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Mentors making a difference to Doncaster children

Dozens of children and teenagers are on their way to realising their aspirations and reaching their full potential after being matched with a mentor. Do you think you have the skills to become a mentor and help other children reach their goals?

The Trusted Mentors scheme, run by Doncaster Children’s Services Trust, is looking for more volunteers so they can help up to 300 youngsters who may benefit from having some independent adult support.

Since launching in January, with funding through the Department for Education’s Doncaster Opportunity Area Programme, the scheme has enlisted over 100 volunteers – 93 of whom have already completed the full day of training and have taken on the mentor mantle.

The Trust delivers social care and support services to children, young people and families in Doncaster on behalf of Doncaster Council. We believe that every child and young person in the borough deserves the best start in life and support when they need it to reach their full potential. We will support children and young people of
all backgrounds, races, disabilities and cultures who need support in the borough at times of need or crisis in their lives.

The aim is for the mentors to support the young people to get involved in positive activities towards achieving their aspirations. This in turn will make them happier and more confident and have a positive effect on their school work.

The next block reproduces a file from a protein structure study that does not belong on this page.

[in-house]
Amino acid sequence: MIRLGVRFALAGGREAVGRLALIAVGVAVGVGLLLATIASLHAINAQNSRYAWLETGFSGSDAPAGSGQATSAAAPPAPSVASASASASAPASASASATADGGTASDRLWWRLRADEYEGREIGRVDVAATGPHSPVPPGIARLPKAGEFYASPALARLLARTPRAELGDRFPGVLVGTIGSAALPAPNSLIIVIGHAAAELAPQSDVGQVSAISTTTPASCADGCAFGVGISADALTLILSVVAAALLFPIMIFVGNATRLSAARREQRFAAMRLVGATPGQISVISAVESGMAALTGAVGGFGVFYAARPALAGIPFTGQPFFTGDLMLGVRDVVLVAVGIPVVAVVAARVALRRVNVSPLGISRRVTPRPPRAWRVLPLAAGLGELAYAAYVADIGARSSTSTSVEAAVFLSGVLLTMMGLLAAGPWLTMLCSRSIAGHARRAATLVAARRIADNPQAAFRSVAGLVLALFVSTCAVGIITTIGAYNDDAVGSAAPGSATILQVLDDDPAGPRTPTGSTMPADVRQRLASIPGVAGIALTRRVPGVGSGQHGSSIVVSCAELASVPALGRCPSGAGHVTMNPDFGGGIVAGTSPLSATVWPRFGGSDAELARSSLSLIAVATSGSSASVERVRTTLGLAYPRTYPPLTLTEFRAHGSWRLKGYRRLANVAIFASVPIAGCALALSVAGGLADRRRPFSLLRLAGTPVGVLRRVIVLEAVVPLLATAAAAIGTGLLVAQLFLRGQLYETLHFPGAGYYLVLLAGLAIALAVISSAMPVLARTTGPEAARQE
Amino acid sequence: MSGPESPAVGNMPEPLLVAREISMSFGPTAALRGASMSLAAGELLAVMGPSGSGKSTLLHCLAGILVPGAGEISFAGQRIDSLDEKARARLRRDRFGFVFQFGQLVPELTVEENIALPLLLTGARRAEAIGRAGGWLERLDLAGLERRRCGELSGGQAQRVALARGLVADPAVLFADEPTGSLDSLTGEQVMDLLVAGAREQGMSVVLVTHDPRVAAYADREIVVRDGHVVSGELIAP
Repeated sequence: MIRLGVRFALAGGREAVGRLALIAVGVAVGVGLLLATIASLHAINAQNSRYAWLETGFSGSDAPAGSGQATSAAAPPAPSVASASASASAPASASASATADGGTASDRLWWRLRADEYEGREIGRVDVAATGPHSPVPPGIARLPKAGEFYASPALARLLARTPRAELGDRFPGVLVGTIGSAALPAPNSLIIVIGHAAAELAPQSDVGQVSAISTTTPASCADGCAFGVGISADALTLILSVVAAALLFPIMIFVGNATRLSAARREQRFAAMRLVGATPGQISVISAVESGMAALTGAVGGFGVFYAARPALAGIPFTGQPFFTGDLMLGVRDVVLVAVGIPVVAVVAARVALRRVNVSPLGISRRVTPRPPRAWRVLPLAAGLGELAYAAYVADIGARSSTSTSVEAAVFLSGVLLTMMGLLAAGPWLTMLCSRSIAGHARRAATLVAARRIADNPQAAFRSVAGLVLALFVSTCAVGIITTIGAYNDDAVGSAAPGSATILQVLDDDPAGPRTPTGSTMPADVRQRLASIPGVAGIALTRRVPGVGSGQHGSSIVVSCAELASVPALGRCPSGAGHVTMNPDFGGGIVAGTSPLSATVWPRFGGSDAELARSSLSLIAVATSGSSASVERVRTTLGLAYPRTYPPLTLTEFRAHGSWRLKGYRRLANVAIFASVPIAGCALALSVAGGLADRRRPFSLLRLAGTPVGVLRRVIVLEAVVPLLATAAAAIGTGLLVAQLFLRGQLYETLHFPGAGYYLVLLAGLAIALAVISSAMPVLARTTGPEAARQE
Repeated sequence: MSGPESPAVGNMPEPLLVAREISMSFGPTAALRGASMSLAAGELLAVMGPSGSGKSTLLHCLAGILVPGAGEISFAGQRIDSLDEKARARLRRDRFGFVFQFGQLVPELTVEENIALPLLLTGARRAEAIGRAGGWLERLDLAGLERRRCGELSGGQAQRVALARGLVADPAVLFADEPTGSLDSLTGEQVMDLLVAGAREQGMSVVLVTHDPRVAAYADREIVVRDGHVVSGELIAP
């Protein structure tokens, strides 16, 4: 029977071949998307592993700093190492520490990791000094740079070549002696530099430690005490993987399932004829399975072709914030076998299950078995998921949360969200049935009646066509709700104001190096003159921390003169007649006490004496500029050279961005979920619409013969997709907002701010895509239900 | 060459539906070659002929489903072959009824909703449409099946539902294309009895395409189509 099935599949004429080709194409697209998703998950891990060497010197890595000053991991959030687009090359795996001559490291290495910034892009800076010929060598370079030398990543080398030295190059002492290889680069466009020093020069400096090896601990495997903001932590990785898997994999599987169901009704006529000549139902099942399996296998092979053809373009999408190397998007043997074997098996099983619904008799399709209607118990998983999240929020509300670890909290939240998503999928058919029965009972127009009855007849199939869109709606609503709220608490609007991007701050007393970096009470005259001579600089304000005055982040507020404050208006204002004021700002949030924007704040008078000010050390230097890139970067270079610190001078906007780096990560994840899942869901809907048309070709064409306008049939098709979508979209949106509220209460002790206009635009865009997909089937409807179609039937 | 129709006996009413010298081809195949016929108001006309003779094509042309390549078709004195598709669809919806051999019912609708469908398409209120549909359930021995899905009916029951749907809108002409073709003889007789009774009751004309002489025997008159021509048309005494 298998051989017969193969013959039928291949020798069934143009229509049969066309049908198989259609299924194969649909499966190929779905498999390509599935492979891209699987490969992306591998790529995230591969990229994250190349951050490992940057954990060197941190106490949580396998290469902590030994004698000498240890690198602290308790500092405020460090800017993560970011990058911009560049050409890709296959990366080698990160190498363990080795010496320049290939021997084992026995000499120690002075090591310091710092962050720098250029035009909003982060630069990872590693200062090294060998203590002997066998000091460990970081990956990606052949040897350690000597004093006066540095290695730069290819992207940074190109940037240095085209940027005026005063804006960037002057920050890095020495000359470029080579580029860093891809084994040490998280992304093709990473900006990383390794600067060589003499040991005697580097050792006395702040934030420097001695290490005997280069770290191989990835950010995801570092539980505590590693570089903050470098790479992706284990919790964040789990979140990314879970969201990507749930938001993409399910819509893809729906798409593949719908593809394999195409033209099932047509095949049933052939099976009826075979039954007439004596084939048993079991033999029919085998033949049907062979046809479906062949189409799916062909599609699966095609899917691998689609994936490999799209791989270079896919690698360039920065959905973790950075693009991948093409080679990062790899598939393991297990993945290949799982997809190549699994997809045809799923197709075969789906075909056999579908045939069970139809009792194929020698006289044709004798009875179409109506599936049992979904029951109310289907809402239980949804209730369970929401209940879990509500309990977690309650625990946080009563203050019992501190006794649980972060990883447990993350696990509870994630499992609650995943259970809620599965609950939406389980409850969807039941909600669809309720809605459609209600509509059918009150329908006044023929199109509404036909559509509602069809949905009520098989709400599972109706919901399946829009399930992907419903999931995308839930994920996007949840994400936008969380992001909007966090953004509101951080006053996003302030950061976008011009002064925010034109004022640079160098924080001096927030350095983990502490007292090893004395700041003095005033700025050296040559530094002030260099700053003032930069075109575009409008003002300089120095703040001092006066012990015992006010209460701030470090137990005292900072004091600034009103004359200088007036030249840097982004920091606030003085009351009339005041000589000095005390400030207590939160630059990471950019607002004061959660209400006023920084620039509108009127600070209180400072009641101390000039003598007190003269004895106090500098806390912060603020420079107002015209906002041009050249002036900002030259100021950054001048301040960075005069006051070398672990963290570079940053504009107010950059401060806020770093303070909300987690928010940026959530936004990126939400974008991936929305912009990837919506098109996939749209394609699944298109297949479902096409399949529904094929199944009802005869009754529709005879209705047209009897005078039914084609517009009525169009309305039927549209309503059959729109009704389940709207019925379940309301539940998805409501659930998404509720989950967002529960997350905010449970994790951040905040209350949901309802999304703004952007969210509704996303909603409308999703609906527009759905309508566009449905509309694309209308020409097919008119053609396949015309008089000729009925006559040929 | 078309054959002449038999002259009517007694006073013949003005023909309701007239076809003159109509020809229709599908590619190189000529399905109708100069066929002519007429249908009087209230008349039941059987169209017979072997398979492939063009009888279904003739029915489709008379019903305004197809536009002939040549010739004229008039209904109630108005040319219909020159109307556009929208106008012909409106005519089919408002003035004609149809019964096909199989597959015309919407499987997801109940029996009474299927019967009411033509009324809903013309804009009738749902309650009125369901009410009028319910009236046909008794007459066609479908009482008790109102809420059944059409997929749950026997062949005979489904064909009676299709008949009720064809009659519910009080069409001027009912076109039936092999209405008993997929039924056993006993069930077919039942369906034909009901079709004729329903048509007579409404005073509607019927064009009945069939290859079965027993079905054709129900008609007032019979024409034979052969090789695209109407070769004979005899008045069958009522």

Students aged between 9 and 18 from schools across the borough will be part of the scheme.

A 10-year-old part of the scheme said that having a mentor was “like having a wingman and a best mate.”

Another – a 13-year-old girl added that the mentor made them feel “like having a weight lifted off my shoulders.”

One of the team of mentor co-ordinators, Julie Renshaw, says she herself would have benefitted from the scheme. She wanted to be a professional chef but was told by her home economics teacher that she wasn’t good enough.

“I left school and had no ambitions in life after having my dream crushed,” said Julie. “I drifted but, if I had had someone to encourage me I may have continued trying to pursue my dream – maybe I would have continued working hard to turn things around and still go for it.”

Cheryl Blackett, Project Manager, said the scheme was looking for people from all backgrounds – both men and women – and with all sorts of skills to offer.

“Currently, 80% of our volunteers are women but we have children and young people with a wide range of interests, including sports, science, arts, music, technology, nature and outdoor activities – even one young man who is particularly interested in maths!”

Mentors must be 18 or over, have two hours a month to give to supporting a child or young person and commit to supporting them for two years. All volunteers are DBS checked, which is arranged by the Trust.

So if you are interested in becoming a Trusted Mentor, why not visit www.trustmentor.co.uk or call 01302 735721 for more information.

Furthermore, why not come and meet the team at Doncaster Pride on Saturday 17 August, as well as outside Tesco Extra in Balby all day on Friday 23 August.

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